Note to the Class of 2020

We all begin our relationship with the school the same way. We traded in our nuclear family and a social safety net cultivated delicately over almost a decade, and found ourselves in a system where we had less time to rebuild but greater agency to do so.

In the last few years, you've navigated challenges, developed skills for "survival," and likely wondered from time to time what things would be like had you taken a different path.

I would have attended four different high schools in a four-year period. I would have driven myself to school, just like my siblings had. I would have gone to prom and Friday night football games. I would have gone on more dates and road trips. I would have been present for the first precious hours after my nephew's birth.

But I never would have read anything by Italo Calvino. I never would have been on stage, gone zip-lining, or discovered a strange love for the state of West Virginia. I wouldn't have had my character tested in the ways it was by teachers, coaches, advisers, friends, and adversaries.

Before graduation in June of 2010, I wrote my friends break-up letters, which was my way of giving everyone in my circle with whom I had made some sort of connection the permission, and encouragement, to dart off in whatever direction life pulled them, be that by choice or unforeseen circumstance.

Change is inevitable and I didn't want to make the same mistake I had made four years prior — clinging to the friendships and systems "back home" when I could have been in lower Ford, cutting my teeth on awkward, but necessary, first interactions with classmates.

In my 10 years since leaving the Academy, I have been to Venice, Amsterdam, and Dresden. I have also been to therapy. I took a break from undergrad to wait tables and pull espresso. Today I own a house in the same city where I went to college and I work for local government crafting policy on women's health and reentry programming. (Note: I did finish undergrad and went on to earn a master’s in business administration.)

This is not a message about the "road less traveled." This is an ode to the fact that there is no road.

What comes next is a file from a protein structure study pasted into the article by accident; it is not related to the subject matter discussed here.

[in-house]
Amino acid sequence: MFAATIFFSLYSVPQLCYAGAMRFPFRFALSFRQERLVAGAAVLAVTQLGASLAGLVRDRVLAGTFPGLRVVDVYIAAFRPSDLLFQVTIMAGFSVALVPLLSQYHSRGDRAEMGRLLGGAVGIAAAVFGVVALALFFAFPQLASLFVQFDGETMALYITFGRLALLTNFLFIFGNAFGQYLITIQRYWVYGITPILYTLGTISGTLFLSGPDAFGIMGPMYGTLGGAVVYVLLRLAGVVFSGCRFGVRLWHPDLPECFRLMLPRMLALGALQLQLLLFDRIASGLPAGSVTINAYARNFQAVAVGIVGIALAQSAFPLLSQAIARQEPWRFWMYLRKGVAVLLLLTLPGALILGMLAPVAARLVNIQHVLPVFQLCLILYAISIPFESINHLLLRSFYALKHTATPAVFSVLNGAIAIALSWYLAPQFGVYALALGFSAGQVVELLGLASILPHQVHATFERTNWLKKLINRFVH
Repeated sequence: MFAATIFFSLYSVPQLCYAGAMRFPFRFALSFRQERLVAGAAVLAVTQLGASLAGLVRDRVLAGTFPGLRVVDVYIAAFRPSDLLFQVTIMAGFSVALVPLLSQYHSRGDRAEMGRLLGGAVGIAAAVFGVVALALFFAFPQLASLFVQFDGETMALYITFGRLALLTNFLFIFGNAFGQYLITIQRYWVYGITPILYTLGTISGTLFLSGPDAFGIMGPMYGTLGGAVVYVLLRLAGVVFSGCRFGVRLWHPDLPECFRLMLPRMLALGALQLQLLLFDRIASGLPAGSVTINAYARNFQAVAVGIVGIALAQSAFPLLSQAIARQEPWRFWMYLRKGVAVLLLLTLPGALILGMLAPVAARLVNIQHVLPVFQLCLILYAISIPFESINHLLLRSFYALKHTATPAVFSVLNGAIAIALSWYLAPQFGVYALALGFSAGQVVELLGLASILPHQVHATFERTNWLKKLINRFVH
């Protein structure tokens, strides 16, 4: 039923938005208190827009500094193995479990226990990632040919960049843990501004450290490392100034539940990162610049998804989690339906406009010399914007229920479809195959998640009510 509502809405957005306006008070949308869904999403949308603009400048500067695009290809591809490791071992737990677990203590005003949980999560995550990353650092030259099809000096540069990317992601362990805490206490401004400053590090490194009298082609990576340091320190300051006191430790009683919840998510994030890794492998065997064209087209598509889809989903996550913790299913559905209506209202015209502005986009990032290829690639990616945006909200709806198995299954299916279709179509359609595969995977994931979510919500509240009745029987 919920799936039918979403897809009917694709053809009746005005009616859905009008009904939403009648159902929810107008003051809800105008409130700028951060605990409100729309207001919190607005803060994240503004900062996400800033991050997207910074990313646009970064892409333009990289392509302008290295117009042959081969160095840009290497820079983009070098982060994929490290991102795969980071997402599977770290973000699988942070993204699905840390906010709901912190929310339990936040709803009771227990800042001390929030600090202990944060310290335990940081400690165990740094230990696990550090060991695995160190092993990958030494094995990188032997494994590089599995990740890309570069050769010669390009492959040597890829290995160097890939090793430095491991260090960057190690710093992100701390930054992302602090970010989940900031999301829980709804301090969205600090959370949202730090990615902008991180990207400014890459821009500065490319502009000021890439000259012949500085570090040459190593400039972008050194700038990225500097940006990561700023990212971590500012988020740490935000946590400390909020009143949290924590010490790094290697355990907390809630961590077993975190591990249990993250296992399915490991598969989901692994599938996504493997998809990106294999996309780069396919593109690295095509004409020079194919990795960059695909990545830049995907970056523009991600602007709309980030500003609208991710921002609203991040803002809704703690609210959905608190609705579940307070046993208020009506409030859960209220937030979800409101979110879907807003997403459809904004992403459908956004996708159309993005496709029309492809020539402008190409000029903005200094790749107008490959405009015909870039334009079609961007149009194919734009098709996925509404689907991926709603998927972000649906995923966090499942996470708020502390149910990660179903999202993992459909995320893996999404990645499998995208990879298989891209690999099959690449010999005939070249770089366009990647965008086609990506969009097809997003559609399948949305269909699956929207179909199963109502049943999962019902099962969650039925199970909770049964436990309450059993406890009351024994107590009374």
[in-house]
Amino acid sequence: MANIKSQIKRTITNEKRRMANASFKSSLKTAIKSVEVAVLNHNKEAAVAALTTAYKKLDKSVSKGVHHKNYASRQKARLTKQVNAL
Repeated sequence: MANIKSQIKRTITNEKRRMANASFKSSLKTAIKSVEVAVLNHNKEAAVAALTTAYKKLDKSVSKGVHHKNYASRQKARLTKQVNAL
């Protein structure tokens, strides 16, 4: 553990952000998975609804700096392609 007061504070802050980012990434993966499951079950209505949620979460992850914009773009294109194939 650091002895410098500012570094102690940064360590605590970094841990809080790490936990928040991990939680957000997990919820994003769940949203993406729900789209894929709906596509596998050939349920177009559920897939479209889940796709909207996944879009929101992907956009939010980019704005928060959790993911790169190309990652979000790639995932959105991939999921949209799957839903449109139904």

By some miracle, my classmates and I found ourselves at the same place at the same time before continuing on in our own unique fashions, be that forward, backward, zigzag, or even nowhere. You can't begin to fathom the difference one, two, or 10 years away from campus will make, for better or worse. I know these are unprecedented times and the pandemic has robbed you of the chance to formally "break up" with the Academy. But I learned very quickly that a graduation ceremony is not closure — it's a formality. But I'm encouraging you not to dwell on a ceremony as the be-all end-all of your time at Mercersburg. Take comfort in the fact that you have agency of when and how you close this chapter of your life.

I walked across the platform in June of 2010, but it wasn't until the summer of 2014 that I sat in a former instructor's kitchen and fully felt a transformation from student to alum and friend. My relationship with the school has evolved, the memory of my days in its tutelage hazy, almost like a dream, but no less impactful. 

The Class of 2010 recently had a virtual reunion, and I'll admit I forgot that some of my classmates "exist," having forgotten their names or lacking a fully formed memory of our interactions together at school. And that's fine! If everyone and everything had meaning, nothing would be important, which is why what is yet to come is so exciting. You've yet to discover your core values, to prioritize accordingly, and, most crucial, do damage control. Change is inevitable, and so are mistakes.

I taught at a semester school in D.C., and in the closing ceremony I spoke to my students about Kintsugi, the method of repairing broken pottery with a gold mixture, resulting in an entirely new and uniquely beautiful piece of art. (No, I'm not a Japanophile — I'm just a big fan of Death Cab for Cutie, whose album Kintsugi had been released that same year.) The greatest form of learning is the process by which we unlearn — tearing down everything taken as truth, and rebuilding in the context of a world better understood through personal experience. You've already done this — you're a different person now than you were when you first stepped foot on campus.

We are all the sum of pieces that will fracture and be rejoined, over and over again, each new shape more magnificent than the last. Keep going. Continue to build beautiful things.

I wish you all strength, courage, and luck on your journeys in the years to come.

 

— Hannah Miller ’10